Be Like God?

Consider the Serpent’s second statement to Eve, how he discounted the promise of death and offered an alternative that obviously captured her heart in some way, “your eyes will be opened and you will be like God, knowing good and evil.”

The devastating effects of humanity’s perpetual pursuit of godlikeness is obvious all around us.  But I’ve been pondering how easily Christians also fall for this temptation, and yet somehow we do it in a sort of “sanctified” or “Christian” way.

Be like God, knowing – Humanity has a hunger to be “in the know.”  Knowledge is compellingly attractive, especially when others don’t have it.  Is there not some of this “insider knowledge” permeating the gossip addiction in many churches?  And what about the tendency many have to hold untested and uninformed positions as strong convictions, essentially finding personal security in their black and white positions on issues rather than having the courage and faith to grapple in the grey zones of complexity?

Be like God, controlling – Humanity inherently hates the notion of a God on the throne.  This is obvious in the moral rebellion of society, but oh so subtle in church world.  We also deeply dislike being out of control.  Whether it is sickness, or bread-winning, or personal freedom, or church decisions (don’t say “change!”), or whatever, don’t we have a tendency to seek control?  And then as a token effort we include God by prayer in the world we seek to control.

Be like God, ruling – Humanity hankers after God’s position.  Pyramid climbing is the norm in the business world, in academia, in social gatherings, everywhere.  Perhaps you have experienced conversations where the other person is vying for position, seeking to establish their superiority through various tactics?  Jesus has demonstrated the self-emptying and humbling nature of our God and we are called to have the same attitude.  Yet, like the Philippians, we tend to jostle and exhibit “christian” rivalry.  We sanctify pyramid climbing as long as it is for “godly influence” or “ministry.”

Be like God, alone? The world’s way of pursuing the “be like God” dream always includes some aspect of getting rid of God.  It’s almost as if they know that there isn’t room for two “gods” and so must competitively dismiss all others in order to take their own position.  The irony runs very deep.  We hear that God is jealous of His unique position and glory.  Yet God exists in a communion of loving glory-giving.  He doesn’t pursue the subjugation of every person for the sake of His own sense of security.  Rather, He gives His very best in order to win the hearts of a bride for His Son.  He doesn’t exercise authority or dominion rashly, He humbly pursues those who hate Him that they might be captured by His love.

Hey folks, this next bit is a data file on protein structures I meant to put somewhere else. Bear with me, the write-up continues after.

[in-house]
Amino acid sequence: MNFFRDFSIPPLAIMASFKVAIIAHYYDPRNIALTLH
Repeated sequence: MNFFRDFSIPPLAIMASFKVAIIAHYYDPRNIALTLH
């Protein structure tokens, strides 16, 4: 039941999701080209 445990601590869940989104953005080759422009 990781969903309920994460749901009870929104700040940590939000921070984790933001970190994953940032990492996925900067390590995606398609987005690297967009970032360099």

But what about the throne?  He will, after all, not share his glory with any other god, right?  Right.  But the Bible also gives the stunning expectation that those in Christ will get to rule, to sit with Christ on His throne.  We will never be “gods,” for there is only one God.  Yet He has reached down, humbling Himself, that we might be lifted up to reign with Him, to know Him, to love Him.

If only we could shake some of our twisted understanding of what the ultimate being must be like. If only we would read His Word and be gripped by who He really is and what He has actually done.  Then perhaps we wouldn’t need to “christianize” and “sanctify” a worldly pursuit of power, status, influence, knowledge, and god-hood in our pathetic mini-kingdoms.  Instead we could rejoice in the reality that far surpasses all our dreams, yet inherently opposes all our fleshly pursuits.  The difference?  We are called to humbly trust, rather than haughtily grab.  Keep your gaze on Him, even in Church world!

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